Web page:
LOS ANGELES—Car companies like Jaguar go racing for a couple of reasons. One is to infer their engineering in as extreme a crucible as possible, something the English company did to good outcome with technologies like front brakes and monocoque framework construction in the 1950s. The other reason may be reduction high-minded, but no reduction important—races sell cars. Call it “speed by association.” That’s utterly loyal of racing programs that use street cars as their starting point, which goes some way to explain the Jaguar I-Pace eTrophy, a one-make race series using electric vehicles that will transport and race with the Formula E playground next season.
Jaguar was one of the first OEMs to take the thought of electric racing seriously, and it has had a group competing in Formula E for a while now. That’s useful for building its engineering know-how, but a Formula E race car—with its open wheels and a singular seat—looks zero like an EV you or we could buy. What better way, then, for Jaguar to let people know that its new I-Pace EV—which hits the showrooms in 2018—can hoop it than by having a container of 20 of them race any other as a support series? And given all the cars will be matching I-Paces, a Jaguar is guaranteed to win every race.
“What we adore about this kind of racing, generally in the sports automobile racing and this kind of, what we’re articulate here, about the eTrophy is, it’s recognizable,” pronounced Bobby Rahal. The former Indy 500 leader and three-time champion runs a racing group that competes in IndyCar and IMSA’s WeatherTech sports automobile series, and it’s now sealed up as the first eTrophy team. “It’s something you see on the street; there’s approach aptitude to what we sell in the showroom, and we don’t consider you can exaggerate the value of that or the significance of that.”
This isn’t a novel idea; one-make series abound, from Spec Miata in the grassroots all the way to Porsche Supercup. Perhaps the many noted was the BMW M1 Procar championship, which ran alongside Formula 1 in 1979 and 1980 and featured big-name drivers and large esteem purses. Like Procar, the I-Pace race cars will be firmly tranquil by regulations.
It really has to be for you to keep the costs in line ’cause otherwise, the freer it is, then the some-more people turn involved. Then that nice, efficient, comparatively inexpensive knowledge is no longer that. And then it just comes down to, how much income do you have?”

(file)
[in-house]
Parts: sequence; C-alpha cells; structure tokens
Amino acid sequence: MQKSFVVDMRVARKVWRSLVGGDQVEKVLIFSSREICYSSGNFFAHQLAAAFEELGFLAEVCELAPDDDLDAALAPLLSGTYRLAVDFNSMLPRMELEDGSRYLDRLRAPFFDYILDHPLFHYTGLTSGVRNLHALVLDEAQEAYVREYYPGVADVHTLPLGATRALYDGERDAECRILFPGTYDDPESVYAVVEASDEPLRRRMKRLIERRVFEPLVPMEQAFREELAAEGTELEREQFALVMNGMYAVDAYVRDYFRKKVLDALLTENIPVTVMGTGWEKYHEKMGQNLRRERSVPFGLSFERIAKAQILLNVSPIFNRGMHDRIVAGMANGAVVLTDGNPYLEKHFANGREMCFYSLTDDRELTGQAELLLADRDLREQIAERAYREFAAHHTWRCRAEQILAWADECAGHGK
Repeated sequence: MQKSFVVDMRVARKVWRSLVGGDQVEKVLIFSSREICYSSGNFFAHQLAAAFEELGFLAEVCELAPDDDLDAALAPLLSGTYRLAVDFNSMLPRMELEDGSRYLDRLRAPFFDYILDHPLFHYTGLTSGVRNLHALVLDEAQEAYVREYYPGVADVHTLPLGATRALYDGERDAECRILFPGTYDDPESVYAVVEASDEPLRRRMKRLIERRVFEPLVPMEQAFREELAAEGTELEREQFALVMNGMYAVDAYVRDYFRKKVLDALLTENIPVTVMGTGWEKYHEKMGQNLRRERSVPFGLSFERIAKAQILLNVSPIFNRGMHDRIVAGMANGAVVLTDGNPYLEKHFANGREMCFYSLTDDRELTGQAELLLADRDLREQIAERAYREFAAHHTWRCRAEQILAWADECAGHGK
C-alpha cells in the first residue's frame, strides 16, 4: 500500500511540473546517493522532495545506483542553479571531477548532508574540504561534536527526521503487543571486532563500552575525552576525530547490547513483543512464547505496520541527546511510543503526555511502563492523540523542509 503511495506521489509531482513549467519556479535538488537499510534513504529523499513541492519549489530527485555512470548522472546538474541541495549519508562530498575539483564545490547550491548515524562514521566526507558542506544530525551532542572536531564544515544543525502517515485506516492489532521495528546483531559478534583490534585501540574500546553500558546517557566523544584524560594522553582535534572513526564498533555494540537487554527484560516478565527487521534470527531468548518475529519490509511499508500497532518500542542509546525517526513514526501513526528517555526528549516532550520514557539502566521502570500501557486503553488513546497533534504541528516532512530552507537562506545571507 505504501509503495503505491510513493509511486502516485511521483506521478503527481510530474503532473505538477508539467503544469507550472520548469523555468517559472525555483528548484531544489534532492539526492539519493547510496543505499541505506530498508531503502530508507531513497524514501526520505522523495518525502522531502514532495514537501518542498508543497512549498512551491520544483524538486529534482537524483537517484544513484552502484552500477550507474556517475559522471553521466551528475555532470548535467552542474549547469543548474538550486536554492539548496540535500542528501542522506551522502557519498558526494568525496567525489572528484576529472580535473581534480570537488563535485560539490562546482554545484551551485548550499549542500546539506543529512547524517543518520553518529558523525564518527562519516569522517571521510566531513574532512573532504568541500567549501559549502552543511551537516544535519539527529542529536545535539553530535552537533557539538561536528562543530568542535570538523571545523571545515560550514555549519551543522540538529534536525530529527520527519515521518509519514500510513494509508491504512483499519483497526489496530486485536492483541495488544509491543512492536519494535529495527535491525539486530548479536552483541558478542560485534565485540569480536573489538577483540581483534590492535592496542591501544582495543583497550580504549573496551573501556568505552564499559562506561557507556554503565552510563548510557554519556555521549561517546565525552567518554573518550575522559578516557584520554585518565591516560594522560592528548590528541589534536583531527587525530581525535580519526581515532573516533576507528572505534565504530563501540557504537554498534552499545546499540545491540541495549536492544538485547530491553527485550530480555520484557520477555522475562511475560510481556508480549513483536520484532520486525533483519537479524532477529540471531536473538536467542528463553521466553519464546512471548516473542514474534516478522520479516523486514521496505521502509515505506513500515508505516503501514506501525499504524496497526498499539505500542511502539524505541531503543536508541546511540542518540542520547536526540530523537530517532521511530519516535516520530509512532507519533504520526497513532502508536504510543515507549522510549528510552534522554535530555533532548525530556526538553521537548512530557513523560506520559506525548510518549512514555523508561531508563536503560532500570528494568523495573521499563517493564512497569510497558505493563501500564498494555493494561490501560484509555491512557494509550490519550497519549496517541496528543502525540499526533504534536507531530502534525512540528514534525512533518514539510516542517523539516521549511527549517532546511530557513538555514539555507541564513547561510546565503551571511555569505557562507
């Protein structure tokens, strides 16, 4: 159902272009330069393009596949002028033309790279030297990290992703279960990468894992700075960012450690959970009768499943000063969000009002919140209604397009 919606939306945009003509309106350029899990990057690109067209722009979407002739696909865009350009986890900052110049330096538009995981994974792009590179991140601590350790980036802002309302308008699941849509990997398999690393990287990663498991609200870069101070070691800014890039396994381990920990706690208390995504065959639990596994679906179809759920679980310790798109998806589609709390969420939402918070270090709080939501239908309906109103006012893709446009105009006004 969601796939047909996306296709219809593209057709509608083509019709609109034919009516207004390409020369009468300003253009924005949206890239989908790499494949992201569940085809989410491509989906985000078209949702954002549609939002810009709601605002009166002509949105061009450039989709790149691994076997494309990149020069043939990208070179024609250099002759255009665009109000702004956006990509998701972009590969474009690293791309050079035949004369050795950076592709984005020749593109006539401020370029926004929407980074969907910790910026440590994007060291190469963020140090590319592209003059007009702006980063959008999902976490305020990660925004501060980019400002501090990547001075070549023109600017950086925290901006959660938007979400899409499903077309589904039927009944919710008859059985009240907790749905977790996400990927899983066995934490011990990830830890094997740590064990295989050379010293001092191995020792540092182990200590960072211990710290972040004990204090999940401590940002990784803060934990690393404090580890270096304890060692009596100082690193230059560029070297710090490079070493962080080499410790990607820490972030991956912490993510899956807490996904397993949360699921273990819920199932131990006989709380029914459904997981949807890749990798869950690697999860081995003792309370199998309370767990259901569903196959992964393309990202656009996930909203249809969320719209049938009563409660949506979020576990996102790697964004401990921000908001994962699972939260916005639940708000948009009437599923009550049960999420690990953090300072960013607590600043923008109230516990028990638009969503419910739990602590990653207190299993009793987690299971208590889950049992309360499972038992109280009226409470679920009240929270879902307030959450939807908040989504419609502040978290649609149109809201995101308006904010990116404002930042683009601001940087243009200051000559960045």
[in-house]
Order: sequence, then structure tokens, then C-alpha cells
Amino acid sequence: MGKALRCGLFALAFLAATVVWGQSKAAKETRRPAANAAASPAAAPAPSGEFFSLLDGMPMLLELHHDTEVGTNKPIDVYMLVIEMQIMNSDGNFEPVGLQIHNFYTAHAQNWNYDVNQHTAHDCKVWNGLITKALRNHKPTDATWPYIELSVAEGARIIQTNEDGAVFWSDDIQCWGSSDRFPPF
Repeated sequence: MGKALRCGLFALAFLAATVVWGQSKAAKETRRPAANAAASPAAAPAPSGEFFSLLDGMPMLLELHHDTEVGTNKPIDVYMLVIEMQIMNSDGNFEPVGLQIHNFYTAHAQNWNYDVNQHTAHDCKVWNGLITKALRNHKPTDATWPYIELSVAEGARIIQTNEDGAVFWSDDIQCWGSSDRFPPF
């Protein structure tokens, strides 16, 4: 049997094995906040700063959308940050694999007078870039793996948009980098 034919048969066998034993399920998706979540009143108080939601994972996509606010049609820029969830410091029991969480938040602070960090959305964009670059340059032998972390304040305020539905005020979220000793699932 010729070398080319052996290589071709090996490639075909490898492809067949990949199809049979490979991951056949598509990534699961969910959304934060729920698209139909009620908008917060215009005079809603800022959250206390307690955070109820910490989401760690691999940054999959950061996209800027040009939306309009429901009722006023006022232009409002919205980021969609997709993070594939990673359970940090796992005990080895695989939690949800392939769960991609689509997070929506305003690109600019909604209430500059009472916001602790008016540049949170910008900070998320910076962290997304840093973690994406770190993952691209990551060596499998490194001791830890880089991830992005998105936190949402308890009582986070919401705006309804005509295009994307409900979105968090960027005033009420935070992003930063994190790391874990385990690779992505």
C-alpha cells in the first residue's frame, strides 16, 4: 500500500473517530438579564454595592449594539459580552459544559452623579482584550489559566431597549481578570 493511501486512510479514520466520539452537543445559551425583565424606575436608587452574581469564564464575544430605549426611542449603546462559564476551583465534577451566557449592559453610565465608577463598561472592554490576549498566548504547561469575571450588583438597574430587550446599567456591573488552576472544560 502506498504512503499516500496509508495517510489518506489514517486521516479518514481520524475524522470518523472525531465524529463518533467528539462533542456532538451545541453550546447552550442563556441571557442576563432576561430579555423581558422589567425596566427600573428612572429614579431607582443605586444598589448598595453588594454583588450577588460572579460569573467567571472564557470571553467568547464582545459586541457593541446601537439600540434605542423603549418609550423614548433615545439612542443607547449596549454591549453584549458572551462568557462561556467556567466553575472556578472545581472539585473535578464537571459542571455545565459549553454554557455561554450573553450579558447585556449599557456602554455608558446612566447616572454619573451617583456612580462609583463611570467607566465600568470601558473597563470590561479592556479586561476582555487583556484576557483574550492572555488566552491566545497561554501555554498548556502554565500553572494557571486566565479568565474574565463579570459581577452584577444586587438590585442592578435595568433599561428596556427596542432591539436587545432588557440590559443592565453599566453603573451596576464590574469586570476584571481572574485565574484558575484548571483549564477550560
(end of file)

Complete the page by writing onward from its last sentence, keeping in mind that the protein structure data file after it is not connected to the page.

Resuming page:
The old Procars, you couldn’t do much to those, either, so, again, a good comparison ’cause it’s really flattering much the same. The cars are delivered for you to the circuit, they’ve been maintained, so here it is, go race. Now, I’m certain there’ll be little things that can be finished to try to balance the automobile for that sold circuit, but again, you’re not changing springs, you’re not changing hurl bars. It’ll be down to tire pressures, maybe cambers, castor, things like that, maybe. I’m not utterly certain until we see the full manners package, but it’s going to be flattering restrictive.
The I-Pace ought to make a flattering good race car, utterly on the proxy street circuits that contain the Formula E calendar. The automobile is a rather compress crossover, so it should be utterly nimble. It will have 298kW (400hp) and a 0-60mph time under 4 seconds, so it will be quick. And with such a low core of gravity—courtesy of a 90kWh battery pack—it should be a fast height for the drivers to exploit.
Who those 20 drivers will be is as-yet unknown; the first race isn’t for another year, and Rahal is the first group to dedicate to the series. Before next December, Jaguar Racing will need another 9 organizations to sign on to the package, which includes full technical and logistics support. While we doubt Jaguar Racing needs any recommendation from me about the eTrophy, we can’t help meditative what a good thought it would be to entice a publisher or two at any round. What could presumably go wrong?
Listing picture by Jaguar